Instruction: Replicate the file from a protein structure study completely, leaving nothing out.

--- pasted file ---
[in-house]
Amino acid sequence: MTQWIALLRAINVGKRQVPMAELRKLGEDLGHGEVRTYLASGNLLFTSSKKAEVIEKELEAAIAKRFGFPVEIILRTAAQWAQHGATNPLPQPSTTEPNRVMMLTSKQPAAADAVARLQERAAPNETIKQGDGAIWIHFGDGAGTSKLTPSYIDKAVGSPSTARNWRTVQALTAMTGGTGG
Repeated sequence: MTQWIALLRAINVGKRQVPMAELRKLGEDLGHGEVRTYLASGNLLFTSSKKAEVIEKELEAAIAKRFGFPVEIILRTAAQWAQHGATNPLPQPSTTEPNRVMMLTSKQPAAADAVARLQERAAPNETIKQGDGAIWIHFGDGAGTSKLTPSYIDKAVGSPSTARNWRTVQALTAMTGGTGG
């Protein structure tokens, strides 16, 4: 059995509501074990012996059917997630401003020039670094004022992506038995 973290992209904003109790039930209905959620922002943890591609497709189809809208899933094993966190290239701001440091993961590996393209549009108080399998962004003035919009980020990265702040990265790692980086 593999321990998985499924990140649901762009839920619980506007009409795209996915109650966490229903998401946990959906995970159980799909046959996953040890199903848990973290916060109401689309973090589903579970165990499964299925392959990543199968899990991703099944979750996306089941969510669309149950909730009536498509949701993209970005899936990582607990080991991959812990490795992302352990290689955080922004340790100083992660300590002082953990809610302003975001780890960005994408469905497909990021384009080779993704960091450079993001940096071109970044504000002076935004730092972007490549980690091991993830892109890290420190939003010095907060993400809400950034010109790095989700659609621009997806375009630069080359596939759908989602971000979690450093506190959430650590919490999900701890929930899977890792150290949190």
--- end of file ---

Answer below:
[in-house]
Amino acid sequence: MTQWIALLRAINVGKRQVPMAELRKLGEDLGHGEVRTYLASGNLLFTSSKKAEVIEKELEAAIAKRFGFPVEIILRTAAQWAQHGATNPLPQPSTTEPNRVMMLTSKQPAAADAVARLQERAAPNETIKQGDGAIWIHFGDGAGTSKLTPSYIDKAVGSPSTARNWRTVQALTAMTGGTGG
Repeated sequence: MTQWIALLRAINVGKRQVPMAELRKLGEDLGHGEVRTYLASGNLLFTSSKKAEVIEKELEAAIAKRFGFPVEIILRTAAQWAQHGATNPLPQPSTTEPNRVMMLTSKQPAAADAVARLQERAAPNETIKQGDGAIWIHFGDGAGTSKLTPSYIDKAVGSPSTARNWRTVQALTAMTGGTGG
């Protein structure tokens, strides 16, 4: 059995509501074990012996059917997630401003020039670094004022992506038995 973290992209904003109790039930209905959620922002943890591609497709189809809208899933094993966190290239701001440091993961590996393209549009108080399998962004003035919009980020990265702040990265790692980086 593999321990998985499924990140649901762009839920619980506007009409795209996915109650966490229903998401946990959906995970159980799909046959996953040890199903848990973290916060109401689309973090589903579970165990499964299925392959990543199968899990991703099944979750996306089941969510669309149950909730009536498509949701993209970005899936990582607990080991991959812990490795992302352990290689955080922004340790100083992660300590002082953990809610302003975001780890960005994408469905497909990021384009080779993704960091450079993001940096071109970044504000002076935004730092972007490549980690091991993830892109890290420190939003010095907060993400809400950034010109790095989700659609621009997806375009630069080359596939759908989602971000979690450093506190959430650590919490999900701890929930899977890792150290949190």